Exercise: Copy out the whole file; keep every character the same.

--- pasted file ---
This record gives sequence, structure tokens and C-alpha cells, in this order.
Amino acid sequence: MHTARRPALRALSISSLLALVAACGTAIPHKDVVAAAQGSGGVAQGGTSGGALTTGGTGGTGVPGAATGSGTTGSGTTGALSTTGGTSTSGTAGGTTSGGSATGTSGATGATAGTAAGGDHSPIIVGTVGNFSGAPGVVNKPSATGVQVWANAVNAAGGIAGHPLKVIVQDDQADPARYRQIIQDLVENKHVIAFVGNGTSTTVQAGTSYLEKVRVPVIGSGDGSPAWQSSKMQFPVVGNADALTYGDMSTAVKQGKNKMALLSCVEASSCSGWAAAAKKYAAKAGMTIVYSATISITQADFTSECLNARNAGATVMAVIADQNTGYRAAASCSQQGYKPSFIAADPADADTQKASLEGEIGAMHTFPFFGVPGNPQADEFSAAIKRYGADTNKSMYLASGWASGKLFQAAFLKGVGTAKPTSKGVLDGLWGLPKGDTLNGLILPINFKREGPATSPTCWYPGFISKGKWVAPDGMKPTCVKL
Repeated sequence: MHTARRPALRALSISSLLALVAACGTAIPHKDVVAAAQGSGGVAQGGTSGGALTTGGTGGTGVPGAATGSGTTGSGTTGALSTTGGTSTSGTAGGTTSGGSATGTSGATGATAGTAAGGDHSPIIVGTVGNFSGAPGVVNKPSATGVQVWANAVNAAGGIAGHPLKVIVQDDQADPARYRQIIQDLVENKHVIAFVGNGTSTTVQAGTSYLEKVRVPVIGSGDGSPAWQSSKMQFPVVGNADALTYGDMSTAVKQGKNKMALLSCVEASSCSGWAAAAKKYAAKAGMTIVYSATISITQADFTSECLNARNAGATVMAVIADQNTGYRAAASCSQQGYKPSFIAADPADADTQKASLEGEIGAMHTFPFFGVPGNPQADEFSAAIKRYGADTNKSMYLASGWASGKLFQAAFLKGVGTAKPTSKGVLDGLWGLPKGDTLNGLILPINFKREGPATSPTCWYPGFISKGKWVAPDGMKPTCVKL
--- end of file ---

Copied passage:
This record gives sequence, structure tokens and C-alpha cells, in this order.
Amino acid sequence: MHTARRPALRALSISSLLALVAACGTAIPHKDVVAAAQGSGGVAQGGTSGGALTTGGTGGTGVPGAATGSGTTGSGTTGALSTTGGTSTSGTAGGTTSGGSATGTSGATGATAGTAAGGDHSPIIVGTVGNFSGAPGVVNKPSATGVQVWANAVNAAGGIAGHPLKVIVQDDQADPARYRQIIQDLVENKHVIAFVGNGTSTTVQAGTSYLEKVRVPVIGSGDGSPAWQSSKMQFPVVGNADALTYGDMSTAVKQGKNKMALLSCVEASSCSGWAAAAKKYAAKAGMTIVYSATISITQADFTSECLNARNAGATVMAVIADQNTGYRAAASCSQQGYKPSFIAADPADADTQKASLEGEIGAMHTFPFFGVPGNPQADEFSAAIKRYGADTNKSMYLASGWASGKLFQAAFLKGVGTAKPTSKGVLDGLWGLPKGDTLNGLILPINFKREGPATSPTCWYPGFISKGKWVAPDGMKPTCVKL
Repeated sequence: MHTARRPALRALSISSLLALVAACGTAIPHKDVVAAAQGSGGVAQGGTSGGALTTGGTGGTGVPGAATGSGTTGSGTTGALSTTGGTSTSGTAGGTTSGGSATGTSGATGATAGTAAGGDHSPIIVGTVGNFSGAPGVVNKPSATGVQVWANAVNAAGGIAGHPLKVIVQDDQADPARYRQIIQDLVENKHVIAFVGNGTSTTVQAGTSYLEKVRVPVIGSGDGSPAWQSSKMQFPVVGNADALTYGDMSTAVKQGKNKMALLSCVEASSCSGWAAAAKKYAAKAGMTIVYSATISITQADFTSECLNARNAGATVMAVIADQNTGYRAAASCSQQGYKPSFIAADPADADTQKASLEGEIGAMHTFPFFGVPGNPQADEFSAAIKRYGADTNKSMYLASGWASGKLFQAAFLKGVGTAKPTSKGVLDGLWGLPKGDTLNGLILPINFKREGPATSPTCWYPGFISKGKWVAPDGMKPTCVKL